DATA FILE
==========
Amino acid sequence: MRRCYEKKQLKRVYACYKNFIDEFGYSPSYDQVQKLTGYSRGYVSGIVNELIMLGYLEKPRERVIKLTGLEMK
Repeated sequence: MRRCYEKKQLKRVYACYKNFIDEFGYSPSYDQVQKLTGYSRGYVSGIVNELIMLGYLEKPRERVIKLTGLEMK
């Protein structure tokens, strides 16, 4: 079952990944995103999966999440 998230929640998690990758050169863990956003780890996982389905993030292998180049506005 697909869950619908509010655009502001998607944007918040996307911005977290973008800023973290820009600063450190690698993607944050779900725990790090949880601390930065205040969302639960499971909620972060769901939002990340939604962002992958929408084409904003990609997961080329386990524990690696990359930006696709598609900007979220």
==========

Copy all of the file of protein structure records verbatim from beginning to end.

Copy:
Amino acid sequence: MRRCYEKKQLKRVYACYKNFIDEFGYSPSYDQVQKLTGYSRGYVSGIVNELIMLGYLEKPRERVIKLTGLEMK
Repeated sequence: MRRCYEKKQLKRVYACYKNFIDEFGYSPSYDQVQKLTGYSRGYVSGIVNELIMLGYLEKPRERVIKLTGLEMK
């Protein structure tokens, strides 16, 4: 079952990944995103999966999440 998230929640998690990758050169863990956003780890996982389905993030292998180049506005 697909869950619908509010655009502001998607944007918040996307911005977290973008800023973290820009600063450190690698993607944050779900725990790090949880601390930065205040969302639960499971909620972060769901939002990340939604962002992958929408084409904003990609997961080329386990524990690696990359930006696709598609900007979220």